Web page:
City Council members in Alton, Illinois, have voted to allow negotiations to go
forward in selling off the city’s sanitary sewer system and water treatment
plant in order to help pay for Alton’s growing pension burden.
Illinois American Water submitted a proposal to buy the plant and sewer system
in a Feb. 14 Alton City Council meeting, according to the Alton Telegraph.
Aldermen voted 6-1 in favor of a motion to review and consider the proposal.
“It is something we are going to have to do because of other things involved
with the city, like the pension [debt obligation] we can’t afford,” said
Alderman Charles Brake in the Feb. 14 meeting, according to the Telegraph. “The
treatment plant is in bad shape, requiring several million dollars in repairs.
This is not something you necessarily want to do, but the city is not in the
position to meet the pension obligation in the next several years.”
The Telegraph explained that Alton’s police and fire pension funds have a
combined debt of more than $113 million, according to Alton City Comptroller
Kirby Ontis, who cited numbers from actuaries with the Illinois Department of
Insurance, or DOI.[to top of second column]
The DOI recommended Alton pay more than $3.7 million to its fire pension fund
and just over $4 million toward its police pension fund starting in April. The
recommendation comes as the state is requiring local governments to bring their
pension funds up to 90 percent funded by 2040.
But for Alton, this feat will prove very difficult, if not outright impossible.
The Alton fire pension fund has less than 31 cents on hand for every dollar owed
in future benefits, according to a 2017 DOI report. Alton’s police pension fund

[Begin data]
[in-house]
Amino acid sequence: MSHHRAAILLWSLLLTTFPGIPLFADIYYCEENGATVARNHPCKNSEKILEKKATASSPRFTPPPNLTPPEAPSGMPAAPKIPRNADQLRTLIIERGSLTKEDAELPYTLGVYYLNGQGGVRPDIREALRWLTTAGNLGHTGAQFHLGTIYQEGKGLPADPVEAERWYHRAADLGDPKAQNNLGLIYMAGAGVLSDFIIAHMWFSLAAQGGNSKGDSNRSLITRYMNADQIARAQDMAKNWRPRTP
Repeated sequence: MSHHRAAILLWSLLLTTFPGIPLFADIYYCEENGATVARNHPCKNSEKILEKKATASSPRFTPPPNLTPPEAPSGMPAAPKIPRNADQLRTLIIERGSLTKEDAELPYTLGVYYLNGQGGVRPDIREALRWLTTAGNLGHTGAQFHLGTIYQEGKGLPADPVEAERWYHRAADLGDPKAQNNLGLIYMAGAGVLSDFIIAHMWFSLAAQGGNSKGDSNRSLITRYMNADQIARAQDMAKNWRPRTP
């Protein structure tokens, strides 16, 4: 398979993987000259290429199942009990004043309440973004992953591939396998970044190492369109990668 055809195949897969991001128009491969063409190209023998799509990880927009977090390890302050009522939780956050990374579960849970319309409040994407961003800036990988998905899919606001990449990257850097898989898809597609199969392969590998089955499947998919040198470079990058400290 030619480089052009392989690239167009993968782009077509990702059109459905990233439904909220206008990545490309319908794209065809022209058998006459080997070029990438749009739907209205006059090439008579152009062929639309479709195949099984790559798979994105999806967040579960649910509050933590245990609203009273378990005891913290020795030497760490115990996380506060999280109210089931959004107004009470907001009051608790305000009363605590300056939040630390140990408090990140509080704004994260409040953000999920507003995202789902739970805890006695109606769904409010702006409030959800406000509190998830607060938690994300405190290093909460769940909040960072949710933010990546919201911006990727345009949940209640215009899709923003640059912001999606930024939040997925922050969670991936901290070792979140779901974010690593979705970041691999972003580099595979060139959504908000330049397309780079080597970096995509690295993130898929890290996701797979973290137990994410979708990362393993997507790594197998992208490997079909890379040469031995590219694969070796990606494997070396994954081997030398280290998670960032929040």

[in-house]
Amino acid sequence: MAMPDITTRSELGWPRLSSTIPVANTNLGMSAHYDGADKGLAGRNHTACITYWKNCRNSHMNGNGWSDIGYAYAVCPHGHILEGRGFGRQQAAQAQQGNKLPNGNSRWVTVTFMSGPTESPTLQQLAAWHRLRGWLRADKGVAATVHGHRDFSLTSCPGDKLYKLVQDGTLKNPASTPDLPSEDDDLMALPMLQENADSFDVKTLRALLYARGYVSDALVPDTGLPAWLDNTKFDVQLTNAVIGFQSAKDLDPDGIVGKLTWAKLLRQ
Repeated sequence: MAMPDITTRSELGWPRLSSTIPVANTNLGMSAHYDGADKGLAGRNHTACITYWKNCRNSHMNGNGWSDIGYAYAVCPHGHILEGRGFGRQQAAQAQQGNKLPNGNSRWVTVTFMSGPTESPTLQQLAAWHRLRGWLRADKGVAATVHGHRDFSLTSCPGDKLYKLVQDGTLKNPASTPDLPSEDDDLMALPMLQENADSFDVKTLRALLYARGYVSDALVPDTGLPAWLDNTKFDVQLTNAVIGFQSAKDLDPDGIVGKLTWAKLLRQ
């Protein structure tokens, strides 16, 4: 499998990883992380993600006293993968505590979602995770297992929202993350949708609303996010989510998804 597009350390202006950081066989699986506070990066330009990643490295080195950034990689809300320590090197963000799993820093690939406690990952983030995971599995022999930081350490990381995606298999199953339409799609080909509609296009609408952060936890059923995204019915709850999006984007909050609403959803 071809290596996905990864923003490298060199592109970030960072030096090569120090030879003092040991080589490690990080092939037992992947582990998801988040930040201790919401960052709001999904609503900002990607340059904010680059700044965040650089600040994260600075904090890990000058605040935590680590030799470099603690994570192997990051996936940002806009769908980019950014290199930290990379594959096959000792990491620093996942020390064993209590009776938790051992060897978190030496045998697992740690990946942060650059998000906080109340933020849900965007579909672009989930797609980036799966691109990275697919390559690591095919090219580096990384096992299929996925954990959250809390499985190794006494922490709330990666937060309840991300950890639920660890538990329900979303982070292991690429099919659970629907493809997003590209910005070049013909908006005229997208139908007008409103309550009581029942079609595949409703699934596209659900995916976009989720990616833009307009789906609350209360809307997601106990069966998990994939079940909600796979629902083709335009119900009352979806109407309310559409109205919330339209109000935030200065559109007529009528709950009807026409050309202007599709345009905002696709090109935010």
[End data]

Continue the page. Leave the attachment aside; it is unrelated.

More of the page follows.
is in very poor shape as well, with just over 32 cents on hand for every dollar
owed in future benefits.
Both funds remain in poor shape despite increased contributions from taxpayers.
From 2012 to 2016, city contributions to the Alton fire pension fund increased
nearly 13 percent, but the fund actually ended up worse off, falling to just
over 30 percent funded in 2016 from 31.6 percent funded in 2012.
Taxpayer contributions to Alton’s police department pension fund increased more
than 18 percent from 2012 to 2016, but its funding level improved by less than 1
The city is also struggling to make new repairs to
the treatment plant mandated by the state.
Alton residents are dealing with a difficult prospect that all too
many communities are facing across Illinois: sacrificing services to
fund massive pension debts.
Meanwhile, property taxes have been going up for
Alton taxpayers and residents across Madison County. While the Alton
City Council voted to keep its 2017 property tax levy nearly flat in
December, the Alton School Board raised its property tax levy nearly
7 percent. A 2015 Illinois Policy Institute study found that between
2000 and an average of years 2009-2013, the average residential
property tax burden for Madison County grew by more than 35 percent.
As if is this situation wasn’t bad enough, Alton taxpayers may even
see an increase in their water rates, depending on the deal city
The long-term solution to this problem for Alton, and other towns
dealing with pension troubles, is to transition new city employees
to 401(k)-style pension plans. A viable 401(k)-style option already
exists at the state-level for university workers. The program
started in 1998 and has more than 20,000 university workers
While this problem is ultimately Alton’s to deal with, Springfield
has severely limited the Alton City Council’s options.
The state mandates towns like Alton create and maintain costly
pension funds for its police and professional fire departments. And
thanks to the Illinois Constitution’s pension protection clause,
once pension benefits have been promised, they cannot legally be
“diminished or impaired,” meaning that even modest restructuring of
existing pension obligations could run afoul of the courts.
These factors, along with the state mandate to raise local pension
funding levels to 90 percent by 2040, have made tough choices
inevitable for Alton leaders.
And unless lawmakers make serious reforms, Alton residents will
continue to pay more for less.
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